While the coronavirus pandemic has caused a number of shortages, one thing we aren't short of are statistics. Active cases. Closed cases. Recoveries. Deaths.
And, of course, the resulting economic impact, especially on small businesses and their employees.
According to the National Restaurant Association, sales are expected to decline by $225 billion over the next three months, and somewhere between 5 million and 7 million jobs will be lost.
That's "just" restaurants. Anywhere people tend to gather in close proximity, like gyms, brick-and-mortar retailer, theaters, concerts, events, leisure and hospitality in general -- basically anything you can't do at home, or have delivered to your home -- is already suffering.
And many, especially small businesses, barely have the cash reserves to weather the present, much less the uncertain future. When you're a local business that survives not by offering the lowest prices, or utmost in convenience, but because your service, ability to satisfy customers, and connection to your community is so strong that you can overcome lesser economies of scale by charging slightly higher prices... when times get tough and discretionary spending becomes a luxury, previously loyal customers have no choice but to turn to other options.
That's why Amazon is hiring 100,000 people. That's why, in a market that has lost approximately one-third of its value, Walmart stock has fallen less than 10 percent.
Many major retailers will survive. Many huge restaurant chains will survive. Many big businesses will survive.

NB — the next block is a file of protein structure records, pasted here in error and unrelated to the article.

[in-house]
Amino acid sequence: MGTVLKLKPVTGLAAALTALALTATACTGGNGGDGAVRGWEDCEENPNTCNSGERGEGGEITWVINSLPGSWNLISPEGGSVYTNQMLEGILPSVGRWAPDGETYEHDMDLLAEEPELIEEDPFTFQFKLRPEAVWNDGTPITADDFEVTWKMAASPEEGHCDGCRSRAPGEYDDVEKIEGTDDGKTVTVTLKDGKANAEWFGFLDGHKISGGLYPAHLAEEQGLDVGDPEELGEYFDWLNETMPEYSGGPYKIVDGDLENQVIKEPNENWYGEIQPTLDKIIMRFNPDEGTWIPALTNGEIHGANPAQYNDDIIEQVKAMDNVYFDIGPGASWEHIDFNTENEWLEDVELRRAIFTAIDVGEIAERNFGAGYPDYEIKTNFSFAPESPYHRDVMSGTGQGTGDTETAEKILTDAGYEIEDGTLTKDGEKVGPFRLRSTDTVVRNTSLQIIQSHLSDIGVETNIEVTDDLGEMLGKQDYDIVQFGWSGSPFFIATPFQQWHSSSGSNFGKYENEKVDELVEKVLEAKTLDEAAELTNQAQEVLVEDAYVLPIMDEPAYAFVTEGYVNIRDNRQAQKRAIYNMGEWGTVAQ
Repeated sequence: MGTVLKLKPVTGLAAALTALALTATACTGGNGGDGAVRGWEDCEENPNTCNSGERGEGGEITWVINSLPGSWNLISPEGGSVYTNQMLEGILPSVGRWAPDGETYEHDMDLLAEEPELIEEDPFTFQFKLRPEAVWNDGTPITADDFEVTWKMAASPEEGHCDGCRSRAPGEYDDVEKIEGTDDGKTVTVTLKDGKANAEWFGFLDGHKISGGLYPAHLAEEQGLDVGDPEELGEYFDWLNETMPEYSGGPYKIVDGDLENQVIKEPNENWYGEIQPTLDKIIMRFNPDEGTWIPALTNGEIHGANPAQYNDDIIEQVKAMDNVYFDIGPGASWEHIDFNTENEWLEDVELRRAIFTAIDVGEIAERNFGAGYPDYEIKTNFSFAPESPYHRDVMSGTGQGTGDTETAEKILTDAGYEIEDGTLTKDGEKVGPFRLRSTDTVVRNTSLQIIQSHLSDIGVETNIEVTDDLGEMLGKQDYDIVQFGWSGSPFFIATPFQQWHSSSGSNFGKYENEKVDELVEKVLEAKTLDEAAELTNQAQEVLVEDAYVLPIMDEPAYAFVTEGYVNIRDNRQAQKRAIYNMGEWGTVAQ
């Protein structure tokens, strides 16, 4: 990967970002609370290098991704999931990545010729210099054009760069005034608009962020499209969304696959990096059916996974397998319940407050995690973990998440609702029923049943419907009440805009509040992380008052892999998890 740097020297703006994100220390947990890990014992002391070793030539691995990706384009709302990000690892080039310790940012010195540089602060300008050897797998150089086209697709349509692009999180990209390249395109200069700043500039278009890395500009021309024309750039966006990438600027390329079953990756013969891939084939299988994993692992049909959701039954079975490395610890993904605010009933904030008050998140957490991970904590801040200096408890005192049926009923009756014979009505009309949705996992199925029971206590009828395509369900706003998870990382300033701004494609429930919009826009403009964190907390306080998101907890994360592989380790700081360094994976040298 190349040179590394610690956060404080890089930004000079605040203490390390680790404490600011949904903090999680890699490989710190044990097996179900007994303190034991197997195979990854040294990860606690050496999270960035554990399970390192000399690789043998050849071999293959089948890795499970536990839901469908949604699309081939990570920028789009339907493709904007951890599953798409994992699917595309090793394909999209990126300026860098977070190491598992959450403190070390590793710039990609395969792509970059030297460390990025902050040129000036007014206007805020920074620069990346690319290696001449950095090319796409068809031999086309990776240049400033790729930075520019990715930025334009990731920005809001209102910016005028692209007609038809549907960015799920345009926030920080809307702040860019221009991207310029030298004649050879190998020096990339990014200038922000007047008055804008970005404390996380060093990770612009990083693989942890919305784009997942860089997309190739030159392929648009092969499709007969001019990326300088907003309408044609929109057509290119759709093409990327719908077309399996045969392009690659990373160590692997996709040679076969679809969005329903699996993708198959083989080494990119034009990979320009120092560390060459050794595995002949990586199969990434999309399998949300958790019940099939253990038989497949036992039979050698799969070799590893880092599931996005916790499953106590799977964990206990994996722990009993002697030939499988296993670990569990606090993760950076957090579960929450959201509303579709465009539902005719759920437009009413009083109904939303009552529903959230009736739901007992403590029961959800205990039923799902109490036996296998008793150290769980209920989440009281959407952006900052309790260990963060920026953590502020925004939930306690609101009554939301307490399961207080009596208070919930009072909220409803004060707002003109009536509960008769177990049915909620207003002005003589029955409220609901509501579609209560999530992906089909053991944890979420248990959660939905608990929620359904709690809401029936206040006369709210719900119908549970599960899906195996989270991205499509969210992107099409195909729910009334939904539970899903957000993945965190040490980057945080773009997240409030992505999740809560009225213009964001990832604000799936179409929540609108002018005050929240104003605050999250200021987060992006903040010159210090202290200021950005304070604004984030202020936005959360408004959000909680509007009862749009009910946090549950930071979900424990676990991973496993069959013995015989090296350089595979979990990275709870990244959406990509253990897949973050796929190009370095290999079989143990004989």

But many small businesses will not.
So while you're already doing your part to help flatten the coronavirus infection rate curve, take an extra step and do one thing today that will help a struggling entrepreneur, and his or her employees.
Order takeout from a local restaurant whose dining area is closed. Sign up for online sessions from a fitness studio whose doors are closed. Buy something you need from a local retailer. Buy, instead of streaming, an album from a favorite indie artist who can no longer tour.
Granted, you may pay just a little bit more, and that's tough to do when own financial belt has tightened.
So if you need to, think of it as self-serving: By helping a favorite small business stay in business, you play a small role in whether it will be there when things return to whatever the new normal may be
Which means you won't only be making things a little better for someone else.
You'll also be making things a little better, in the long run, for your community.